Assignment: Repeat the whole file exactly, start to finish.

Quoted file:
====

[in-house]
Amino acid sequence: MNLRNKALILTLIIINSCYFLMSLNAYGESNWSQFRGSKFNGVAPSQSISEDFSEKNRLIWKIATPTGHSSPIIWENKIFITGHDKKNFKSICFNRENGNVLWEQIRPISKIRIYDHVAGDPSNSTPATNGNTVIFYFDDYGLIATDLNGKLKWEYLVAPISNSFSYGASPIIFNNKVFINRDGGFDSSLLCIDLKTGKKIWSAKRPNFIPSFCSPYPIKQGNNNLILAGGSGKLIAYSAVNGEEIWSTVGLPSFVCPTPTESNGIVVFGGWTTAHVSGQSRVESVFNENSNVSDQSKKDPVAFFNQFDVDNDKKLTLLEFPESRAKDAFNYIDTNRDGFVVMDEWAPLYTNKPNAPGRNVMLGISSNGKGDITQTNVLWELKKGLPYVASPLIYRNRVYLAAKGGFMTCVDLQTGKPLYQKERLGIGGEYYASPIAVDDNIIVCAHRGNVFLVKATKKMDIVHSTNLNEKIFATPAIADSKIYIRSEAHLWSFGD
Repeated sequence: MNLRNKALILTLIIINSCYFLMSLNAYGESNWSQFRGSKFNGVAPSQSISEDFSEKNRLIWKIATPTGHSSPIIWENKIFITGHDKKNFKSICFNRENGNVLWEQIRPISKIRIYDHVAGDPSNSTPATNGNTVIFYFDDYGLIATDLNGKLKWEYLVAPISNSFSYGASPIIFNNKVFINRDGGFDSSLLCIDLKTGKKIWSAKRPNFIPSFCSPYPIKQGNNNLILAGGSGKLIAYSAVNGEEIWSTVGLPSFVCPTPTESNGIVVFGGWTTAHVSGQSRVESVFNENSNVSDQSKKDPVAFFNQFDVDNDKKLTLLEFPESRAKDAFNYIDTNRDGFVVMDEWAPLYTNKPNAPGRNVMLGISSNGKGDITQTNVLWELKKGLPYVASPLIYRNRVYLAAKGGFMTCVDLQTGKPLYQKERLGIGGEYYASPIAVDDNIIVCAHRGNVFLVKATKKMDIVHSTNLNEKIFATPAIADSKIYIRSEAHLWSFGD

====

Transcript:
[in-house]
Amino acid sequence: MNLRNKALILTLIIINSCYFLMSLNAYGESNWSQFRGSKFNGVAPSQSISEDFSEKNRLIWKIATPTGHSSPIIWENKIFITGHDKKNFKSICFNRENGNVLWEQIRPISKIRIYDHVAGDPSNSTPATNGNTVIFYFDDYGLIATDLNGKLKWEYLVAPISNSFSYGASPIIFNNKVFINRDGGFDSSLLCIDLKTGKKIWSAKRPNFIPSFCSPYPIKQGNNNLILAGGSGKLIAYSAVNGEEIWSTVGLPSFVCPTPTESNGIVVFGGWTTAHVSGQSRVESVFNENSNVSDQSKKDPVAFFNQFDVDNDKKLTLLEFPESRAKDAFNYIDTNRDGFVVMDEWAPLYTNKPNAPGRNVMLGISSNGKGDITQTNVLWELKKGLPYVASPLIYRNRVYLAAKGGFMTCVDLQTGKPLYQKERLGIGGEYYASPIAVDDNIIVCAHRGNVFLVKATKKMDIVHSTNLNEKIFATPAIADSKIYIRSEAHLWSFGD
Repeated sequence: MNLRNKALILTLIIINSCYFLMSLNAYGESNWSQFRGSKFNGVAPSQSISEDFSEKNRLIWKIATPTGHSSPIIWENKIFITGHDKKNFKSICFNRENGNVLWEQIRPISKIRIYDHVAGDPSNSTPATNGNTVIFYFDDYGLIATDLNGKLKWEYLVAPISNSFSYGASPIIFNNKVFINRDGGFDSSLLCIDLKTGKKIWSAKRPNFIPSFCSPYPIKQGNNNLILAGGSGKLIAYSAVNGEEIWSTVGLPSFVCPTPTESNGIVVFGGWTTAHVSGQSRVESVFNENSNVSDQSKKDPVAFFNQFDVDNDKKLTLLEFPESRAKDAFNYIDTNRDGFVVMDEWAPLYTNKPNAPGRNVMLGISSNGKGDITQTNVLWELKKGLPYVASPLIYRNRVYLAAKGGFMTCVDLQTGKPLYQKERLGIGGEYYASPIAVDDNIIVCAHRGNVFLVKATKKMDIVHSTNLNEKIFATPAIADSKIYIRSEAHLWSFGD